Day 3 Line and color by Meera Rao
Day 3 of Myrna Wacknov's workshop 'Variations' focused on line and texture as line. She did a demo of texturizing paper by gesso-ing not up-to par painting : gesso alone, gesso on stencil, gesso a with roller, smoothing out with credit card, stamping on gesso, laying wax paper, plastic wrap etc for texture. She explained that when the gesso is dry, she makes her drawing on the textured paper with any of the various tools - droppers with ink, sticks, clay tool, wide markers, tree sticks, bamboo pens and anything else that will make a line :)
The limitations and constraints from roll of dice on day 3 gave me split complement colors Red/yellowgreen/bluegreen and color as the second design element with line as the dominant feature.
An accidental discovery on my part as to how color from my old painting that I was covering up with gesso showed up when I tried to use a stencil on too thin, too wet gesso led me to use a wooden coffee stick to gouge out the still wet gesso to sketch freehand my drawing -- I am very pleased how drawing like that satisfied the requirements of line, color and texture. I used a delicate/fine stamp on the bandana area. The painting I had chosen to gesso over by chance had the colors I had rolled and I loved how they showed through. I did minimal painting with yellow green, blue green on the background and red on the bandana. I used Blue and red also for value and that intensified the color showing thru. Gesso also enabled me to wipe off paint when I did not like my choices. It was uncanny how colors from the old waterscape painting underneath worked for this particular portrait variation!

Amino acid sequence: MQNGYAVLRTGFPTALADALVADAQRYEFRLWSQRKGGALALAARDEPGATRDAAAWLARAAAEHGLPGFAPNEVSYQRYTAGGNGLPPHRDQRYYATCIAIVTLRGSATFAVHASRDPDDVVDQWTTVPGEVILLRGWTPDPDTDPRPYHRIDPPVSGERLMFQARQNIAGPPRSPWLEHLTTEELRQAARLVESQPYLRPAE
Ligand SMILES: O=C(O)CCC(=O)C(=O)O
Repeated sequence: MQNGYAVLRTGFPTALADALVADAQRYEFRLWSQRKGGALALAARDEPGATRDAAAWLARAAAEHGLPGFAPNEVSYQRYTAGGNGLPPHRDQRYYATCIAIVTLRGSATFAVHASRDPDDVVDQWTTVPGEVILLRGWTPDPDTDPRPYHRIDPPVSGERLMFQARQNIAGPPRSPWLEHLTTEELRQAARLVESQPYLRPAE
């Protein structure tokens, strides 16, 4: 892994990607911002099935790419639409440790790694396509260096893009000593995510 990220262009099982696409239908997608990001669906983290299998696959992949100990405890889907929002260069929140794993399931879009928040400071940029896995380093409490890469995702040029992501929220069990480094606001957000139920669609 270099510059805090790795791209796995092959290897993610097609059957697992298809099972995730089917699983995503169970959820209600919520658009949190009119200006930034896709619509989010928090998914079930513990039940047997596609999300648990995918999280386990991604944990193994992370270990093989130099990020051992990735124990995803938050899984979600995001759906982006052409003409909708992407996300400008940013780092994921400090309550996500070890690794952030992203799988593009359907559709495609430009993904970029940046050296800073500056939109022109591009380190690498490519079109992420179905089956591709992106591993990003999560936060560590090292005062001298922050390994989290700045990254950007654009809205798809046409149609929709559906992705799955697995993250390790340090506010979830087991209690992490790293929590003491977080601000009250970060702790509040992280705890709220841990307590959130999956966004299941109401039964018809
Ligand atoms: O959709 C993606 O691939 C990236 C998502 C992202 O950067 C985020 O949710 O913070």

closeup of line, color and texture
The whole process was so much fun that I had to force myself to stop :) I continued the fun by texturing two or three more papers and can't wait to paint on them. I also loved how Myrna used red gesso in one of her demos to sketch her drawing. Sketching the variations and plotting the values numerous times definitely made me familiar with the subject and gave me easy spontaneity when it came to painting.